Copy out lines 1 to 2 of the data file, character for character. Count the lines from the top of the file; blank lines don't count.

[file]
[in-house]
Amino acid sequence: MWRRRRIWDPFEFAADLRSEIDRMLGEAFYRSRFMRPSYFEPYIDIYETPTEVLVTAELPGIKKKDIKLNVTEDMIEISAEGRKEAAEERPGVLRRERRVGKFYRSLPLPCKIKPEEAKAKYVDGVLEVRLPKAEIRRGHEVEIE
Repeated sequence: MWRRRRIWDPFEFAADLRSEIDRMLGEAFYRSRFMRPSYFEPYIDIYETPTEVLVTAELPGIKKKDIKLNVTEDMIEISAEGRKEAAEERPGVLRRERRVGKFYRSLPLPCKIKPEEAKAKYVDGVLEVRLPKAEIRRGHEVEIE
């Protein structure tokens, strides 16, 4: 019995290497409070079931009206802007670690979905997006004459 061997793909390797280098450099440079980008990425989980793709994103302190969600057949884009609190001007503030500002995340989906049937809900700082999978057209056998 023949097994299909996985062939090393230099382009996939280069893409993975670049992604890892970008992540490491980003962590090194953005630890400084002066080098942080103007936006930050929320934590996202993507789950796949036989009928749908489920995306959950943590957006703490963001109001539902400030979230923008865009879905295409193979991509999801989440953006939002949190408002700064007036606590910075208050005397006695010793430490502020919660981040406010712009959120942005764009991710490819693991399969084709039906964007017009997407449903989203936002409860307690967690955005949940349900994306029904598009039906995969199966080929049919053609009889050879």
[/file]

[in-house]
Amino acid sequence: MWRRRRIWDPFEFAADLRSEIDRMLGEAFYRSRFMRPSYFEPYIDIYETPTEVLVTAELPGIKKKDIKLNVTEDMIEISAEGRKEAAEERPGVLRRERRVGKFYRSLPLPCKIKPEEAKAKYVDGVLEVRLPKAEIRRGHEVEIE